Infection susceptibility and alternative approaches to combating drug-resistant infections
Pham, Ly Huong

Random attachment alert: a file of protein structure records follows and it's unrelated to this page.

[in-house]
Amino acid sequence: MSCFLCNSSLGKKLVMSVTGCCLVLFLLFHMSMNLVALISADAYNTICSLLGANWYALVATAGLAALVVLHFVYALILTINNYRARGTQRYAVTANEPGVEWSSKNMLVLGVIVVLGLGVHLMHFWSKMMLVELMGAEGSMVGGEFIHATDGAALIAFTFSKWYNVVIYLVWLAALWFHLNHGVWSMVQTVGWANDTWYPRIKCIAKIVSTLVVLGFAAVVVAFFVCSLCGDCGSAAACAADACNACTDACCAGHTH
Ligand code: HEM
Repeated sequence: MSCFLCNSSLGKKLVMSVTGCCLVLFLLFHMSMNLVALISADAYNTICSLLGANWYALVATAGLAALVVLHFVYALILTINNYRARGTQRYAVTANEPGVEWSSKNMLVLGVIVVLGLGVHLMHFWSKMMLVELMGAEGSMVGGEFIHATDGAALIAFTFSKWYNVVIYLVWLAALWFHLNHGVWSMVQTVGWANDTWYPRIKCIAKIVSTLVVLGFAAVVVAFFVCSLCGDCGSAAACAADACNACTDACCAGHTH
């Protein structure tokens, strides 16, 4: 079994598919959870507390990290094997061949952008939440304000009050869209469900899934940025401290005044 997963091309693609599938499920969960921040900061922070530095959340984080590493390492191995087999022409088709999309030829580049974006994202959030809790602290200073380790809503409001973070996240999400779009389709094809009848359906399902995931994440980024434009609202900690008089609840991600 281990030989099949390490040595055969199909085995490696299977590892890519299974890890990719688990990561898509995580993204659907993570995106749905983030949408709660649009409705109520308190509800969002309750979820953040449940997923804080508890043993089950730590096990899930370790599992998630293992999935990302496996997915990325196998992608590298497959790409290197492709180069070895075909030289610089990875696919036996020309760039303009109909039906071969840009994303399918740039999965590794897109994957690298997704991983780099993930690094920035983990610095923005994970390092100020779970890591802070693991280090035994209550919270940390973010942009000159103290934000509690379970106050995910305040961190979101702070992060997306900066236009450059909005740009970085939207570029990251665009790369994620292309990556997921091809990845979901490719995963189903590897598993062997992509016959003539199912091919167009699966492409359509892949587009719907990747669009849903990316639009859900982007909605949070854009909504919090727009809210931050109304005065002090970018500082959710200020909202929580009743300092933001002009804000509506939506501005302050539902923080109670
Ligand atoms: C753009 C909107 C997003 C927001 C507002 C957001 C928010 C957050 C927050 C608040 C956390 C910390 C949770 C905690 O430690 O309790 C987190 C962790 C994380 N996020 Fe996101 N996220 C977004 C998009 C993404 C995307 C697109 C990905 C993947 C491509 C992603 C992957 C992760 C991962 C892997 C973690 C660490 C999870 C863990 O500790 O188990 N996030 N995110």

Despite significant advances in medical care, infectious diseases continue to be a leading cause of death worldwide. It is estimated that infectious diseases account for a quarter of reported deaths annually. The majority of severe infections are caused by frequently encountered microbes, rather than highly virulent pathogens, and generally affect individuals with compromised health status. Beyond instances of comorbidities exacerbating susceptibility, host determinants are major contributing factors to infection outcomes. While the development of antibiotics has revolutionized therapeutic treatments of infections, the overuse and misuse of antibiotics has resulted in an alarming rise in antimicrobial-resistant infections. The rise in antimicrobial resistance intensifies the burden to human health and creates significant increases in health care costs. Thus, a greater understanding of genetic predisposition and host factors governing innate and adaptive immunity would facilitate the development of effective preventative measures and therapies aimed at enhancing immune defenses. The work presented here fills critical gaps in knowledge by identifying Cpt1a as a host determinant for infection outcome, describes alternative therapeutic applications for aminoglycoside antibiotics, and initiates a rigorous investigation into the utility of the HLA class I Supertype hypothesis in T cell targeted vaccine development.